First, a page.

Elon Musk has put his position as Twitter’s chief to the public test.
In a Twitter poll on Sunday evening (Dec. 18), a few hours after watching the World Cup final in Qatar—Musk asked his 122 million followers whether or not he should step down as head of Twitter. “I will abide by the results of this poll,” he wrote.
Eight hours and 14 million votes later, nearly 57% wanted him to quit.
A successor isn’t lined up. “The question is not finding a CEO, the question is finding a CEO who can keep Twitter alive,” Musk tweeted.
When Lex Fridman, research scientist at MIT, volunteered to take up the job, Musk responded, “you have to invest your life savings in Twitter and it has been in the fast lane to bankruptcy since May. Still want the job?”
As CEOs don’t usually have to invest in the company they lead, Musk’s comment suggests it’s not just Twitter’s leadership that he’s having second thoughts about, but its ownership, too. This wouldn’t be surprising seen as Musk spent months trying, and ultimately failing, to pull out of the acquisition.
Twitter’s policy changes will be put to polls, Musk says
The magnate, who also owns and is the CEO of Tesla and SpaceX, concluded his $44 billion Twitter deal in October, and started implementing radical changes soon afterwards. This involved measures such as cutting 50% of the workforce, including the trust and safety advisory council; making people sleep at the office; introducing, suspending, and then reintroducing a paid subscription for a verification badge.
While Musk didn’t put his name on emails firing staff, which simply bore “Twitter” as their signature, policy changes have been announced directly from his account. For instance, last week, Musk said the @ElonJet account was suspended for tracking his private jet—information that’s publicly available—to then announce a policy tweak to remove accounts doxxing people by sharing live locations. The platform also banned several journalists, claiming they had exposed the coordinates of Musk and his family. (Many have had their accounts reinstated since.)
Yesterday (Dec. 15), Twitter announced it would shut down accounts solely designed to promote other social media platforms—specifically ones that link off to or contain usernames from platforms such as Facebook, Instagram, Mastodon, Truth Social, Tribel, Nostr and Post, the company said in a tweet thread and blogpost, which have both been deleted. Paul Graham, a reputed venture capitalist whose been pro-Musk during the Twitter takeover, was among those temporarily suspended for talking about Mastodon.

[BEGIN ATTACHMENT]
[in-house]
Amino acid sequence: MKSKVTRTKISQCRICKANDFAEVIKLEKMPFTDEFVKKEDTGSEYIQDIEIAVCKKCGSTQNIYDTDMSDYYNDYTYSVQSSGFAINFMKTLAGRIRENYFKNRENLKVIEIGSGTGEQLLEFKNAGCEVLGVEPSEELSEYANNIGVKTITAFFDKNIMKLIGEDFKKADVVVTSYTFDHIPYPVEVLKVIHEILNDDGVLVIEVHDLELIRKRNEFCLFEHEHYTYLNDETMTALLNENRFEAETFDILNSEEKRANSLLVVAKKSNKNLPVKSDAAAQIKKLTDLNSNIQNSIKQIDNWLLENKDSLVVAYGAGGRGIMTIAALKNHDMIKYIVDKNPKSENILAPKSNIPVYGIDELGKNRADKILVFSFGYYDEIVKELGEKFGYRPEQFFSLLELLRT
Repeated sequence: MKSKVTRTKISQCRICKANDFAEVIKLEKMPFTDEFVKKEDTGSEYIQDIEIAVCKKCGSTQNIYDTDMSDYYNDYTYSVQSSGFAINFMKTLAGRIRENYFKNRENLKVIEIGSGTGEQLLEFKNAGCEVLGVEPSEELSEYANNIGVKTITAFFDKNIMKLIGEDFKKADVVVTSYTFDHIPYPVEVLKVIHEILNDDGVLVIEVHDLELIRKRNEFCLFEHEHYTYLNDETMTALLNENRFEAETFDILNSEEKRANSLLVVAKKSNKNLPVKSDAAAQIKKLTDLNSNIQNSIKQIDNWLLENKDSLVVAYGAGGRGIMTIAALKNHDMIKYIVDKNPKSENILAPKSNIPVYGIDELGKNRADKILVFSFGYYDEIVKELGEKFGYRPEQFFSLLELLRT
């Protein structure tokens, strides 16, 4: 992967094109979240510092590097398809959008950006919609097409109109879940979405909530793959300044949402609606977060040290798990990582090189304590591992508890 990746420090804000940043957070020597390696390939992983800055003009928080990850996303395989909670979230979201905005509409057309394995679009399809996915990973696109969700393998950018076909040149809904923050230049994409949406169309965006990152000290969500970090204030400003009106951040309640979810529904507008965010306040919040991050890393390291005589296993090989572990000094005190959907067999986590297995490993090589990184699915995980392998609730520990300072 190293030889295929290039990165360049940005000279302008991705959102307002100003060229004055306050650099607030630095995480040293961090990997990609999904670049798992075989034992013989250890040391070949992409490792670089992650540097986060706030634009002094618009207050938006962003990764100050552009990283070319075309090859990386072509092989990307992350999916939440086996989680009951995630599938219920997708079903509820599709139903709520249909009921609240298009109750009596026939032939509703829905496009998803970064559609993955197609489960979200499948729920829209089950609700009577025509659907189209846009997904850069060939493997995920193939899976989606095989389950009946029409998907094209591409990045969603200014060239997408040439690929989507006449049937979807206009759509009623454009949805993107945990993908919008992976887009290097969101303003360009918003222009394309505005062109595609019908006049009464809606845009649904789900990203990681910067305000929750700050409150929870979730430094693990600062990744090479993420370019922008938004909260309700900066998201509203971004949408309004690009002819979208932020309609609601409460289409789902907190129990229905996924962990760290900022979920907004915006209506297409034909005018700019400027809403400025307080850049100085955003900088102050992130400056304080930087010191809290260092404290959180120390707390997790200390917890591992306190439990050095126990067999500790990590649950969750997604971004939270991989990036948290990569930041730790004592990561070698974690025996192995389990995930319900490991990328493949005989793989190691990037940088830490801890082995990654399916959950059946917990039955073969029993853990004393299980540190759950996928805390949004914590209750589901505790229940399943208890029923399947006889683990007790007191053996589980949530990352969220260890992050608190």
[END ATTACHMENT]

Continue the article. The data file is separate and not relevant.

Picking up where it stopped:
Twitter’s founder and former boss, Jack Dorsey, who has invested in Nostr, questioned the decision, saying that it “doesn’t make sense.” Noam Bardin, the boss of Post, tweeted that people can add all social media links to their profile on that platform “since none of us only use one platform” and “Freedom = Choice.”
As criticism of the decision mounted, Musk made a partial u-turn. He declared occasional, casual mentions of other social media are fine, but relentless advertising is not. He then appeared to apologize for rushing the decision, adding that major policy changes would be voted on. Presumably, these votes would be tweeted from his account, as is one about his role as CEO, posted just three minutes after the purported apology.
Twitter polls aren’t precise or prudent
Musk has often used Twitter polls to sound the opinion of his followers In November 2021, he sold off more than $5 billion worth of Tesla shares after running a poll. A year later, as self-styled chief twit, it’s how he decided Donald Trump should have his Twitter account back up and running, replying “Vox Populi, Vox Dei” to the poll, a Latin phrase, which means “The voice of the people is the voice of God.” Soon after, he repeated the phrase when asking if Twitter should extend “general amnesty” to suspended accounts.
The voice of the people won’t always match with one’s own. After a poll delivered a majority of votes in favor of immediately reinstating the suspended journalists’ accounts, Musk initially called for a re-run on the basis of too many options. When a second poll with just two answers still delivered a majority in favor of immediately reinstating the accounts, he finally acknowledged that “the people have spoken.”
Twitter polls might work as a way to sound people’s opinions of a certain topic, but are not the best decision-making tool, as they are bound to reflect the views of a restricted group of people rather than a representative sample of the population.
YouGov, which ran nine similar surveys to Musk’s tweets (albeit with a lag of a few weeks), found big deviations in the results. Musk’s polls will always draw more attention and traction from his own followers, whose views typically don’t mirror wider public sentiment. “Precise, Twitter polls are not,” Washington Post columnist Philip Bump wrote.
The real meaning of Vox Populi, Vox Dei
As one Twitter user pointed out, Musk’s oft-used Latin phrase does not stand alone. It comes from a quote by an 8th century scholar, Alcuin of York, that actually warns against relying on majority decision-making.
Full quote: “Nec audiendi qui solent dicere, Vox populi, vox Dei, quum tumultuositas vulgi semper insaniae proxima sit.”
Translation: “And those people should not be listened to who keep saying the voice of the people is the voice of God, since the riotousness of the crowd is always very close to madness.”
So either Musk is unaware of the complete phrase, or he enjoys the riotouness of the crowd, and perhaps should not be listened to.
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